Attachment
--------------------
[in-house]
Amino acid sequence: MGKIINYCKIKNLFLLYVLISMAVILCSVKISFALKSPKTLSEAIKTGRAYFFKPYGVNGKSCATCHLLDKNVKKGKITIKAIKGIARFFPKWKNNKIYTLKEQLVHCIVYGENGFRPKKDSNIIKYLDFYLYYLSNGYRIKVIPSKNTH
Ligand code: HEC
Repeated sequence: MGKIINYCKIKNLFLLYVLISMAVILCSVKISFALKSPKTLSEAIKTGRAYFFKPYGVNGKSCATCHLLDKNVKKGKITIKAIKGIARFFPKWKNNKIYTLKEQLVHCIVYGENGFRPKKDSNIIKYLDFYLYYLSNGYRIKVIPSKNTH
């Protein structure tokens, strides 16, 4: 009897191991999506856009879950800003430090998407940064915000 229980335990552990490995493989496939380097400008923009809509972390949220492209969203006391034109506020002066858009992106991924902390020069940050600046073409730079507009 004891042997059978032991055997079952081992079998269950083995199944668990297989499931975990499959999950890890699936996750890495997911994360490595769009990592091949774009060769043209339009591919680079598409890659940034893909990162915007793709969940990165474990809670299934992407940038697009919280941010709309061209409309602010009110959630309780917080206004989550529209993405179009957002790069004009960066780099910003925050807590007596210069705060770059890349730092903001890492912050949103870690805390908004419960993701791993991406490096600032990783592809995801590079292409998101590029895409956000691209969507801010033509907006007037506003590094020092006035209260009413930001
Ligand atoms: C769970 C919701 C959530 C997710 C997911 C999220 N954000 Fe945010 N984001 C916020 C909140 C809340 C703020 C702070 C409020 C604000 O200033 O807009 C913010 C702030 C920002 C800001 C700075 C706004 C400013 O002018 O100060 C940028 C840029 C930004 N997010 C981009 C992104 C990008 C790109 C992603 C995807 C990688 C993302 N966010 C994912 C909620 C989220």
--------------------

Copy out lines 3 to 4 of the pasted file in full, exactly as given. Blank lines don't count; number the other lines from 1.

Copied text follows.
Ligand code: HEC
Repeated sequence: MGKIINYCKIKNLFLLYVLISMAVILCSVKISFALKSPKTLSEAIKTGRAYFFKPYGVNGKSCATCHLLDKNVKKGKITIKAIKGIARFFPKWKNNKIYTLKEQLVHCIVYGENGFRPKKDSNIIKYLDFYLYYLSNGYRIKVIPSKNTH